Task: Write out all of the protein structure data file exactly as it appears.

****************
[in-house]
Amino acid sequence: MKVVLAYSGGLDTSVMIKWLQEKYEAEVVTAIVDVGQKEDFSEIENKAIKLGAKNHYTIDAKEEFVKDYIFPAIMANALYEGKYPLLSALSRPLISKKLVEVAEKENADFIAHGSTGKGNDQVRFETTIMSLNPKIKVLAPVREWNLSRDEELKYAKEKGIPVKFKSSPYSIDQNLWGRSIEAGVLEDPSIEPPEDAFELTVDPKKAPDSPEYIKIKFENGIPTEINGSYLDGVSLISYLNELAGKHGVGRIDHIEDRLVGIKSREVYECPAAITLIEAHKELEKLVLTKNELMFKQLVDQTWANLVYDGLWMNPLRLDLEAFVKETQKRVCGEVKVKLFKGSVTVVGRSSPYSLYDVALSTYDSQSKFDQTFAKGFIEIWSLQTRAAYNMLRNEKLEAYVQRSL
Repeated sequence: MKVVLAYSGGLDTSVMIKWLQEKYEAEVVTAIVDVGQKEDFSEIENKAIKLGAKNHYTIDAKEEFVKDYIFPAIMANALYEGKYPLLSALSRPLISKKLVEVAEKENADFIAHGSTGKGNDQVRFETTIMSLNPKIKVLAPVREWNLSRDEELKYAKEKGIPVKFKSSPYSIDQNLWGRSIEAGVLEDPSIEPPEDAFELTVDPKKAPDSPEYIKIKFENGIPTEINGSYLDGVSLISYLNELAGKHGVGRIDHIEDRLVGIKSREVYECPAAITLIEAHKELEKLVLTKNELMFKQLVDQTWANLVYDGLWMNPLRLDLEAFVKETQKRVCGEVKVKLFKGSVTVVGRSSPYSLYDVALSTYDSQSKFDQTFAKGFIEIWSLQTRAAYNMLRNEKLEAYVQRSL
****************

[in-house]
Amino acid sequence: MKVVLAYSGGLDTSVMIKWLQEKYEAEVVTAIVDVGQKEDFSEIENKAIKLGAKNHYTIDAKEEFVKDYIFPAIMANALYEGKYPLLSALSRPLISKKLVEVAEKENADFIAHGSTGKGNDQVRFETTIMSLNPKIKVLAPVREWNLSRDEELKYAKEKGIPVKFKSSPYSIDQNLWGRSIEAGVLEDPSIEPPEDAFELTVDPKKAPDSPEYIKIKFENGIPTEINGSYLDGVSLISYLNELAGKHGVGRIDHIEDRLVGIKSREVYECPAAITLIEAHKELEKLVLTKNELMFKQLVDQTWANLVYDGLWMNPLRLDLEAFVKETQKRVCGEVKVKLFKGSVTVVGRSSPYSLYDVALSTYDSQSKFDQTFAKGFIEIWSLQTRAAYNMLRNEKLEAYVQRSL
Repeated sequence: MKVVLAYSGGLDTSVMIKWLQEKYEAEVVTAIVDVGQKEDFSEIENKAIKLGAKNHYTIDAKEEFVKDYIFPAIMANALYEGKYPLLSALSRPLISKKLVEVAEKENADFIAHGSTGKGNDQVRFETTIMSLNPKIKVLAPVREWNLSRDEELKYAKEKGIPVKFKSSPYSIDQNLWGRSIEAGVLEDPSIEPPEDAFELTVDPKKAPDSPEYIKIKFENGIPTEINGSYLDGVSLISYLNELAGKHGVGRIDHIEDRLVGIKSREVYECPAAITLIEAHKELEKLVLTKNELMFKQLVDQTWANLVYDGLWMNPLRLDLEAFVKETQKRVCGEVKVKLFKGSVTVVGRSSPYSLYDVALSTYDSQSKFDQTFAKGFIEIWSLQTRAAYNMLRNEKLEAYVQRSL